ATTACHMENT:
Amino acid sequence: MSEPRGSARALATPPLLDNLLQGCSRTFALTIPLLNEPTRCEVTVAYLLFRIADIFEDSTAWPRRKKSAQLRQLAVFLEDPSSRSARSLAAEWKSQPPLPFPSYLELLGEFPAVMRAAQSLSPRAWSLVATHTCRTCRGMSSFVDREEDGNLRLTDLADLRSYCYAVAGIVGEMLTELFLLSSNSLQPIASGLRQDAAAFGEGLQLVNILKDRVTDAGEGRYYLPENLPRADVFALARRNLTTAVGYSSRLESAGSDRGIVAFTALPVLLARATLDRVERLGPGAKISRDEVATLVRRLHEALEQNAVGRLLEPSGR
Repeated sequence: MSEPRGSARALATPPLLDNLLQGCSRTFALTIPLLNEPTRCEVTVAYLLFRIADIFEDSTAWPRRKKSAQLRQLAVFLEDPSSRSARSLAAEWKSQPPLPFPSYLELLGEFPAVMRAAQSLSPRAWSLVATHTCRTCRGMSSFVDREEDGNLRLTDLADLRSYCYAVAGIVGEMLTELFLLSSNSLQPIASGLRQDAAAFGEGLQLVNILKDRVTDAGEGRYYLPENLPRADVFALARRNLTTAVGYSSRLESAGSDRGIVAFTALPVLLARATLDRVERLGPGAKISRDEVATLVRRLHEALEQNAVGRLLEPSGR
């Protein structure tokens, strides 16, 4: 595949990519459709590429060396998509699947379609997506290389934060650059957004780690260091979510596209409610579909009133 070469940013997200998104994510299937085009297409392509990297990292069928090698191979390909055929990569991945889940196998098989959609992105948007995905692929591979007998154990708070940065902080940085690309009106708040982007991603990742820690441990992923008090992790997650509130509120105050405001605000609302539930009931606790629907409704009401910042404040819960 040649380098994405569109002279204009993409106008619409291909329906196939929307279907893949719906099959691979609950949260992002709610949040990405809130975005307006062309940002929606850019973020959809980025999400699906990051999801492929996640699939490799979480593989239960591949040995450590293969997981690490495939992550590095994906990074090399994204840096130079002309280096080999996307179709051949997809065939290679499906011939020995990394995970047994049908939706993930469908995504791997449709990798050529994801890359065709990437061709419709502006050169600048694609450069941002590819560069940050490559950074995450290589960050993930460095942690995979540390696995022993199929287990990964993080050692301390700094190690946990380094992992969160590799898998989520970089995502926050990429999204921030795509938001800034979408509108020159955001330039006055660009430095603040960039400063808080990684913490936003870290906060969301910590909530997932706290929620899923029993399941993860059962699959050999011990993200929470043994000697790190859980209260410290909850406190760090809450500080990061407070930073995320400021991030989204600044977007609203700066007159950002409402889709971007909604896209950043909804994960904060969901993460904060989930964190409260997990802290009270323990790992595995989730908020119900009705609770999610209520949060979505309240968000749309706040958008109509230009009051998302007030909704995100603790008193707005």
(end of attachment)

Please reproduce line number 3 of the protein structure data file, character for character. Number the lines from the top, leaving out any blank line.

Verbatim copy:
């Protein structure tokens, strides 16, 4: 595949990519459709590429060396998509699947379609997506290389934060650059957004780690260091979510596209409610579909009133 070469940013997200998104994510299937085009297409392509990297990292069928090698191979390909055929990569991945889940196998098989959609992105948007995905692929591979007998154990708070940065902080940085690309009106708040982007991603990742820690441990992923008090992790997650509130509120105050405001605000609302539930009931606790629907409704009401910042404040819960 040649380098994405569109002279204009993409106008619409291909329906196939929307279907893949719906099959691979609950949260992002709610949040990405809130975005307006062309940002929606850019973020959809980025999400699906990051999801492929996640699939490799979480593989239960591949040995450590293969997981690490495939992550590095994906990074090399994204840096130079002309280096080999996307179709051949997809065939290679499906011939020995990394995970047994049908939706993930469908995504791997449709990798050529994801890359065709990437061709419709502006050169600048694609450069941002590819560069940050490559950074995450290589960050993930460095942690995979540390696995022993199929287990990964993080050692301390700094190690946990380094992992969160590799898998989520970089995502926050990429999204921030795509938001800034979408509108020159955001330039006055660009430095603040960039400063808080990684913490936003870290906060969301910590909530997932706290929620899923029993399941993860059962699959050999011990993200929470043994000697790190859980209260410290909850406190760090809450500080990061407070930073995320400021991030989204600044977007609203700066007159950002409402889709971007909604896209950043909804994960904060969901993460904060989930964190409260997990802290009270323990790992595995989730908020119900009705609770999610209520949060979505309240968000749309706040958008109509230009009051998302007030909704995100603790008193707005």